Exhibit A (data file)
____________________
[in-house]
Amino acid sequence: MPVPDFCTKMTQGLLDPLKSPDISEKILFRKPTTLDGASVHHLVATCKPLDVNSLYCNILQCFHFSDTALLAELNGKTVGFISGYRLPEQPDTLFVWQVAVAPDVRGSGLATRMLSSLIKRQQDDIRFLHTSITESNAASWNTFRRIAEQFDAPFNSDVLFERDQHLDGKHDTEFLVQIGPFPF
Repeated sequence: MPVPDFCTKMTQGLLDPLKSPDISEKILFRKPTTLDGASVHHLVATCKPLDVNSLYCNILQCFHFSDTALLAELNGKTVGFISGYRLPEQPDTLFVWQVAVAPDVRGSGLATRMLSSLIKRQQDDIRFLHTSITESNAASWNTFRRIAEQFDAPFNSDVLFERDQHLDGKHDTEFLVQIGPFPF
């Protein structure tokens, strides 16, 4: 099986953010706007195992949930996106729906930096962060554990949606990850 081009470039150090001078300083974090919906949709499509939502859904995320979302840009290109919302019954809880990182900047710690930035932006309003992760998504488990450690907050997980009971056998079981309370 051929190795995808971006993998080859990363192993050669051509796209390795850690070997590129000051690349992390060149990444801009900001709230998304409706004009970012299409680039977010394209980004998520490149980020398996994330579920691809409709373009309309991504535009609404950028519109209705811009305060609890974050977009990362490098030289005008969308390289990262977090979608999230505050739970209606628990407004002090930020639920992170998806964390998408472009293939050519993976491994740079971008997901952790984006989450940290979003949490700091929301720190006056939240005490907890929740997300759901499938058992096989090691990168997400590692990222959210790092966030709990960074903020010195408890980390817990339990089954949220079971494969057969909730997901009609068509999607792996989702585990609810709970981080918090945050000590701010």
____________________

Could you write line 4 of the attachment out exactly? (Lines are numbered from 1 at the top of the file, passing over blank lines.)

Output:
């Protein structure tokens, strides 16, 4: 099986953010706007195992949930996106729906930096962060554990949606990850 081009470039150090001078300083974090919906949709499509939502859904995320979302840009290109919302019954809880990182900047710690930035932006309003992760998504488990450690907050997980009971056998079981309370 051929190795995808971006993998080859990363192993050669051509796209390795850690070997590129000051690349992390060149990444801009900001709230998304409706004009970012299409680039977010394209980004998520490149980020398996994330579920691809409709373009309309991504535009609404950028519109209705811009305060609890974050977009990362490098030289005008969308390289990262977090979608999230505050739970209606628990407004002090930020639920992170998806964390998408472009293939050519993976491994740079971008997901952790984006989450940290979003949490700091929301720190006056939240005490907890929740997300759901499938058992096989090691990168997400590692990222959210790092966030709990960074903020010195408890980390817990339990089954949220079971494969057969909730997901009609068509999607792996989702585990609810709970981080918090945050000590701010």